Starting a social media management business from home

Social media started out as a fun way to connect with family and friends, and has now grown into an affordable, vital marketing strategy for businesses of all sizes. Unfortunately, many businesses are overwhelmed by all the tasks that go into managing multiple messages across social media accounts and are hiring experts to take care of it for them. If you enjoy tweeting, pinning and sharing, then starting a social media management business might be for you. Here are steps and tips to getting started.

What do social media managers do?

Similar to virtual assistants, social media managers can offer a variety of services depending on their expertise and their clients’ needs. Services can include:

  • Develop marketing strategies based on client goals
  • Social media account set up
  • Post graphics and text on behalf of the client
  • Stay current and share on trends and news relevant to the client’s business
  • Increase the number of followers
  • Community facilitation to the client’s target market
  • Customer service for the client
  • Marketing analysis

Pros and cons of social media management

There are many good reasons to consider starting a social media management business, and they include:

  • Being paid to use social media, if that is something you already enjoy doing
  • It doesn’t take much investment or equipment to get started especially if you already have a computer and Internet service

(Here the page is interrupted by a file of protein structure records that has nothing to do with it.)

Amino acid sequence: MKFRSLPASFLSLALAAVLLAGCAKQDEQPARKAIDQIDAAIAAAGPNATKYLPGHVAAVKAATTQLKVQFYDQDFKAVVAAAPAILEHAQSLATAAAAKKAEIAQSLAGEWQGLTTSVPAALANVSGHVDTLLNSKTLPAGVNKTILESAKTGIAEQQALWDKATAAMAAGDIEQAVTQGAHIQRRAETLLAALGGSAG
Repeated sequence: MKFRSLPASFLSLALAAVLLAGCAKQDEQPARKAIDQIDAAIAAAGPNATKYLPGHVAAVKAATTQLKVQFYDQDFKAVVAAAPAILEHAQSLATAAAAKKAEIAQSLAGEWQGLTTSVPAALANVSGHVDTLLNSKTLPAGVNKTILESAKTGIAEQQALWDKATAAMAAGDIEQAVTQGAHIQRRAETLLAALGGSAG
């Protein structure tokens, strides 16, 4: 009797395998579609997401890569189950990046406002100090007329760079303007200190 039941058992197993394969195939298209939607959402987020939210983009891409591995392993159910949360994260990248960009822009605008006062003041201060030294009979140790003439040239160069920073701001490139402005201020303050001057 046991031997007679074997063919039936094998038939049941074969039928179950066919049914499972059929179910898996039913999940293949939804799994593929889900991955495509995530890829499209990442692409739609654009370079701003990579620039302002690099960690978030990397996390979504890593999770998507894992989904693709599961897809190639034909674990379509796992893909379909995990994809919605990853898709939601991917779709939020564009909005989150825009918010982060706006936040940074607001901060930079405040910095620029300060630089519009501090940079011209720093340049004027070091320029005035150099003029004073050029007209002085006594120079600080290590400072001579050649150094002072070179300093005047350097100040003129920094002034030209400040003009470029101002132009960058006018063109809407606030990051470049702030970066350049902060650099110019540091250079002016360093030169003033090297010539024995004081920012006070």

• You can run the business from home, or wherever you can access the Internet
  • You can focus on the one or few social media sites you know best, instead of having to know every single social media platform
  • The need for social media managers continues to grow as more solo-preneurs, freelancers, and small businesses outsource this task

Of course, there are a few downsides to starting a social media management business.

  • Social media is a challenge for one person managing their profile; it is even more difficult to manage several companies’ profiles
  • Not all businesses understand the power of social media, so you may need to sell them on the benefits you can provide
  • You represent the company, not yourself, when you’re doing social media for others. This means you need to act on it’s behalf based on it’s tone and attitude
  • You need to stay on top of changes in policies, algorithms, and other aspects of each social media platform so that your efforts on behalf of the client continue to deliver results
  • Along with an understanding of how to engage your clients’ target audience, you also will need to be able to create graphics to attract them to the post in the first place
  • You will likely need to invest in tools, such as scheduling services and royalty-free graphics, and graphic editing software

What does it takes to be a social media manager?

Although courses in social media management are popping up, becoming a social media manager requires experience more than education.  With that said, there are things social media managers need to know beyond how to take a good selfie.

Understand social media as a marketing tool

It’s one thing to get a bunch of followers to a cat tricks on YouTube feed, it’s another to build a following for a business. Social media marketing is different from traditional marketing, which is why many businesses struggle with it. Social media is about having an interesting, informative, and/or entertaining conversation with the market.

Knowledge of the nuances of the various platforms

There is no one-size-fits-all when it comes to posting on social media. Each platform has its rules and methods for best marketing practices. How a business promotes on Instagram should be different from how it markets on LinkedIn, because each platform is vastly different.